Managing Oats for Maximum Yield Potential and Profitability

Figure 1: Oats on October 9th that were seeded following spring wheat for forage.


Over the winter months there has been a quite a bit of discussion around spring cereal yields in Ontario and oat yields in particular. Trendlines for oat yields in Ontario compared to western Canada (Figure 1 and 2) show that while Ontario yields continue to increase, the increase is smaller than for our friends in western Canada. While there may have been greater investment in variety development in western Canada, the current Ontario variety performance trial data shows that yield potential in Ontario is strong. The Ontario Cereal Crop Committee (OCCC) performance data shows a 5-year average of 1.52 t/ac in Area 2, 1.64 t/ac in Area 3 and 2.05 t/ac in Area 5 (Table 1). While we do have our challenges with the growing season, oat yields that are in line with western Canada or better are possible in Ontario. What it really comes down to is management!


Figure 1: Average oat yields (tonnes per acre) by year in western Canada. Yields continue to steadily increase with a yield index of 143 compared to 1998. The average yield is 1.08 tonne/ac.


Figure 2: Average oat yields (tonnes per acre) by year in Ontario. Yields continue to increase with a yield index of 130 compared to 1998. The average yield is 1.00 tonne/ac. While positive, the increase in yields is much slower than in western Canada.


Table 1: 2019 Oat Performance Trial Cumulative Yield Index Summary. Source:

Ontario growers have been able to push oat yields and ultimately improve the profitability of the crop by focusing on management. Just like wheat, oats are responsive to planting date and the earlier you can plant the better. By planting early and even frost seeding if conditions will allow, it is more likely that hot and dry periods during pollination and grain fill will be avoided. In southern Ontario the target date for normal seeding is April 10th, April 15th for central and eastern Ontario and May 10th for northern Ontario.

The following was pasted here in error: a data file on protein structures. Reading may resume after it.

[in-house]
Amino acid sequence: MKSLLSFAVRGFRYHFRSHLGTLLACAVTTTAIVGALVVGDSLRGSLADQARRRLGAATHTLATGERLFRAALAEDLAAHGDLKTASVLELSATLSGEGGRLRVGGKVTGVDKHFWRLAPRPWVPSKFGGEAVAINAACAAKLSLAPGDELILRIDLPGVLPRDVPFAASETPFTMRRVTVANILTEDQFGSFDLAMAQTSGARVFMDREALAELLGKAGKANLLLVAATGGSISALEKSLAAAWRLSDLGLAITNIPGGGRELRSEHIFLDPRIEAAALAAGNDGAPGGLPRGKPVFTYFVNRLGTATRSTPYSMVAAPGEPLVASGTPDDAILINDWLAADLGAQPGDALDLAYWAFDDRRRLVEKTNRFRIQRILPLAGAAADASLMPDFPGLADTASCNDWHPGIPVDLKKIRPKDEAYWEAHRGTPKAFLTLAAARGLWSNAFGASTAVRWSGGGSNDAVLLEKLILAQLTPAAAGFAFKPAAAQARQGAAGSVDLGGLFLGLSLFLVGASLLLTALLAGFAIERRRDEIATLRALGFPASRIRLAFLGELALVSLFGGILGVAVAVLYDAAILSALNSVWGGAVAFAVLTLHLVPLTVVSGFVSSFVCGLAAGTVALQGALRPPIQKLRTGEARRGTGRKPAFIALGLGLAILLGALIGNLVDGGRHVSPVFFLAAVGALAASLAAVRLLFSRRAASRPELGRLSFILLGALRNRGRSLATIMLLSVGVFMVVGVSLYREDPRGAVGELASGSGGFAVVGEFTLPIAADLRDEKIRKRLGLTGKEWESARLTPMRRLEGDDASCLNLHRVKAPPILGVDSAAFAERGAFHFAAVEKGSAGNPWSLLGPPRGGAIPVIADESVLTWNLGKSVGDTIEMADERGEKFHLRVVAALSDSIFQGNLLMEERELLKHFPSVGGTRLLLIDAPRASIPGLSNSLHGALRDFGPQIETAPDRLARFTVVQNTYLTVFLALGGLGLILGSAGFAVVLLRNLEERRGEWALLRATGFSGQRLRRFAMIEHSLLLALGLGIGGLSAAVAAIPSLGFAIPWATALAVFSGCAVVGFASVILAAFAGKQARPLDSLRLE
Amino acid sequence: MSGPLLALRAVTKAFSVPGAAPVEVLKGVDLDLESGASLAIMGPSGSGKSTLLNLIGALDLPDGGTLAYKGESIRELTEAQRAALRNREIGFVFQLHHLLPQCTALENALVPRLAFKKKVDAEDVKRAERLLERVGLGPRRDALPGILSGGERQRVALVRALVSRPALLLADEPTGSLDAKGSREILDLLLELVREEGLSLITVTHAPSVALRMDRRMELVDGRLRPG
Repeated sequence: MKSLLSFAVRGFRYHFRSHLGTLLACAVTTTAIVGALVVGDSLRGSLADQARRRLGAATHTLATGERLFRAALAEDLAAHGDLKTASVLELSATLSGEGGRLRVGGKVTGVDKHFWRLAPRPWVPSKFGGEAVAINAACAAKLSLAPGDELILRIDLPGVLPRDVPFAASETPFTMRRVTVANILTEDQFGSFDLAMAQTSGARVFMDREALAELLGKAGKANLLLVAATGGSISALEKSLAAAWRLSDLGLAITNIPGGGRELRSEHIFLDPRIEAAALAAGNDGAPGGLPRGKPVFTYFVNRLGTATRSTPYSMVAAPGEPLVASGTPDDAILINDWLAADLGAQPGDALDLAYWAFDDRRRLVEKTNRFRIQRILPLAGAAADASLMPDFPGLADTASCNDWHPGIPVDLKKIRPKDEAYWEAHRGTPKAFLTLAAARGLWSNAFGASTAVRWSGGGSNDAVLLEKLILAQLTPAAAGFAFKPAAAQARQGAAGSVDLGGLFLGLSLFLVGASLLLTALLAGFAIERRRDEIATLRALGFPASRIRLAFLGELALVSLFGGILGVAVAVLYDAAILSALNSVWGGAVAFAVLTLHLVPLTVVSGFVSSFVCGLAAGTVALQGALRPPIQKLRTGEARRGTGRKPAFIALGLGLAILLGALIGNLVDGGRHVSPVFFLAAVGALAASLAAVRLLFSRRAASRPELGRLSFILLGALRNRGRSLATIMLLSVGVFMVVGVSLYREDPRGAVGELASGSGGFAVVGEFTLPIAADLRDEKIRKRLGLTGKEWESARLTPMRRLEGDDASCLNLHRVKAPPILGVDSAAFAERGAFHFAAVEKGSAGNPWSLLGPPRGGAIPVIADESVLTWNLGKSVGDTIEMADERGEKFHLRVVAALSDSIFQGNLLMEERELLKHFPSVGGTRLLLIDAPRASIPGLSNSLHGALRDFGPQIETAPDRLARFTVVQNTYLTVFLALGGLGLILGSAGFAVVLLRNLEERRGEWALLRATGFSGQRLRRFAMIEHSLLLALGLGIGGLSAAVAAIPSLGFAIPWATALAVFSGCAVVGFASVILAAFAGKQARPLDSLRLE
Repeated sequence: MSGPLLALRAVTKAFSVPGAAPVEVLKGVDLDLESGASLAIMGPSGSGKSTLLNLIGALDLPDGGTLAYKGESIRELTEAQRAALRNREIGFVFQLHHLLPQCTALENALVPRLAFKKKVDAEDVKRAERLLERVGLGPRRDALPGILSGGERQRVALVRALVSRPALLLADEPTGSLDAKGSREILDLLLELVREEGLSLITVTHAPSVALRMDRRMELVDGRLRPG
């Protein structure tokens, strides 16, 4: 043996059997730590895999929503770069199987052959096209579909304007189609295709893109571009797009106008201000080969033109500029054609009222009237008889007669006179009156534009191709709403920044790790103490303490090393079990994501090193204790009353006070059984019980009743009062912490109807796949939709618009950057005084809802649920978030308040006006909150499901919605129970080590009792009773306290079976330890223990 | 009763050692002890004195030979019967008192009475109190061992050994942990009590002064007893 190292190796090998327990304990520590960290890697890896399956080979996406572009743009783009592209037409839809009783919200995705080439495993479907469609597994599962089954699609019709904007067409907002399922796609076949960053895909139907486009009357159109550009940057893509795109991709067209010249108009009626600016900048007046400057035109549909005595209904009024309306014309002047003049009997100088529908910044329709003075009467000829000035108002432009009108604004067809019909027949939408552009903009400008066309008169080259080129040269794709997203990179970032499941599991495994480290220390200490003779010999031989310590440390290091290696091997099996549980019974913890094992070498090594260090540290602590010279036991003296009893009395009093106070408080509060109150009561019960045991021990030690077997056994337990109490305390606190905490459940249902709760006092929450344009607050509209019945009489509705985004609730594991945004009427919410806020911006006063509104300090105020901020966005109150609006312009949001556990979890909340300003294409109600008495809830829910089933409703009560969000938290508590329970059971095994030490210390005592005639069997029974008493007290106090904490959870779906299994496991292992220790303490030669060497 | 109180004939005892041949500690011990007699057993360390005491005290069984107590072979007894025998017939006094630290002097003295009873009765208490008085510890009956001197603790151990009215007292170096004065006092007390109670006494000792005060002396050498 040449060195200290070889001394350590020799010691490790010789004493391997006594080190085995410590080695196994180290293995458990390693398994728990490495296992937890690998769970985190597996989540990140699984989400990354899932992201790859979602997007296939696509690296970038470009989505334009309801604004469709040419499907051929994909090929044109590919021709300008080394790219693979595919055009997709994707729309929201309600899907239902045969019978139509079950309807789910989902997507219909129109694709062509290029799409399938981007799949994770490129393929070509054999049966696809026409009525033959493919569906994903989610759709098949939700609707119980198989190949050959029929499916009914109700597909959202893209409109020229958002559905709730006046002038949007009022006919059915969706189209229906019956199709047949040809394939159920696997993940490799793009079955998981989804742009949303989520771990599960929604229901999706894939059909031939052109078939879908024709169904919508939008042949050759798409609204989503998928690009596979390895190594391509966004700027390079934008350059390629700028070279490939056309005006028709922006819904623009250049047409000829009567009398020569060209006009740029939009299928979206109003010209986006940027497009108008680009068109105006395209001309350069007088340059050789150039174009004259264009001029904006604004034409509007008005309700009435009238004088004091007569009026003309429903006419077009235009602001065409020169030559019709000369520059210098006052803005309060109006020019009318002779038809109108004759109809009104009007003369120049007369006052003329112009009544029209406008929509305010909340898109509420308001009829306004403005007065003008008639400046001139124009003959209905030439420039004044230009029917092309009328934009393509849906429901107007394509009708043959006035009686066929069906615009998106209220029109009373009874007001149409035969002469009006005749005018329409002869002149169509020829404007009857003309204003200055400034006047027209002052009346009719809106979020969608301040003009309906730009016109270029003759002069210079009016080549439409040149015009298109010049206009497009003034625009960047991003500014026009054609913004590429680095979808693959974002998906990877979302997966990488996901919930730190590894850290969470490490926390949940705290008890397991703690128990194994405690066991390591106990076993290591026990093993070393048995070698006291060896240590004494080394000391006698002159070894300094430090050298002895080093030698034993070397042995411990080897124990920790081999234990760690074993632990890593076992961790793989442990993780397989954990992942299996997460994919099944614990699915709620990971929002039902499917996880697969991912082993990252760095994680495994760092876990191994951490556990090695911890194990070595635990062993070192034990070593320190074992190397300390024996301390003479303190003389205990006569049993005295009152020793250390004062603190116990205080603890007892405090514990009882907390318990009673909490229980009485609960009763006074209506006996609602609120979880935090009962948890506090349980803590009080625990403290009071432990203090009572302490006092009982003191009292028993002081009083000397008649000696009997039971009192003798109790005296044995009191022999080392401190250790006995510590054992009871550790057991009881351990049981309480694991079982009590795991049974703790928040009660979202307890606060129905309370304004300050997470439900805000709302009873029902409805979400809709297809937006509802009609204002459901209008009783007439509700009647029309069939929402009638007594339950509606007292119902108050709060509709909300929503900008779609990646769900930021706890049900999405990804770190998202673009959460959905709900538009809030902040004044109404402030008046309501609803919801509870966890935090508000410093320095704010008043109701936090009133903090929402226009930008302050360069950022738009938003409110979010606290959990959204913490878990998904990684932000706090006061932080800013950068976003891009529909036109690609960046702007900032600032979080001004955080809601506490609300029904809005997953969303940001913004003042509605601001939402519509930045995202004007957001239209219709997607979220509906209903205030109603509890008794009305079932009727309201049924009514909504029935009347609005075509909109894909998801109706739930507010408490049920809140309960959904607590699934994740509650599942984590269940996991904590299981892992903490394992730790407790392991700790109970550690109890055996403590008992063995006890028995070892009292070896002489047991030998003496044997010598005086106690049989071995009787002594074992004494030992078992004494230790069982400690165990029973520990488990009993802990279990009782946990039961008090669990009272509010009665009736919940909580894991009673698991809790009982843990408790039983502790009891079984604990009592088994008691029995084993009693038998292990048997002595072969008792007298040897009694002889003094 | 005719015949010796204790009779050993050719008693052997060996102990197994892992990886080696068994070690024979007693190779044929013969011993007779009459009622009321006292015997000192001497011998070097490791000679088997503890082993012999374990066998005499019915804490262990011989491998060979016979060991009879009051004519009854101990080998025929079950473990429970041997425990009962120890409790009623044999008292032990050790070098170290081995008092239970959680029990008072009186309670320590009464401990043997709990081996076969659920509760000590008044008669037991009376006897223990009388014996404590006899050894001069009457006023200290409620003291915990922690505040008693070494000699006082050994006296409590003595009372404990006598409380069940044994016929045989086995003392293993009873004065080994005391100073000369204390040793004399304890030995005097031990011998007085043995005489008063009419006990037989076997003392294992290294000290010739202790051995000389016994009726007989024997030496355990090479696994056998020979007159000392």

Using a starter fertilizer and fine tuning your nitrogen rates have also proven to increase yields; however, there can be a fine line between too little and too much nitrogen where lodging becomes a concern. Selecting a variety with better standability can help reduce the risk of lodging and may lead to better success with higher nitrogen rates. Fungicide applications, especially in the presence of disease, have also been effective in reducing lodging. In the 2019 OCCC performance trials, lodging was reduced in Area 2 on average by 3.8 points where a fungicide was applied compared to where one was not applied (Table 2). This was also the case in Area 3; however, in Area 5 there were no differences in lodging scores between treatments. Timely fungicide applications can also be effective in managing crown rust and can help avoid the weakening of stalks that can occur with this disease, ultimately reducing the lodging that can come with it.

Table 2: Oat 2019 Cumulative Lodging Score for Area 2. Source:

Lodging scores range from 0 to 9 with a high score being undesirable. A similar response can be seen in Area 3 and less so in Area 5. All data can be viewed at


While plant growth regulators have not yet been registered for oats in Ontario, these products have been shown to be an effective tool in managing lodging in oats in high nitrogen management scenarios and may be an option in the near future. Once these products are available it is important to recognize that not all varieties will respond the same so it is recommended that growers try test strips, especially when growing multiple varieties. All this to say, at the end of the day the yield potential of Ontario oat varieties is there we just need to unlock it by fine tuning our management!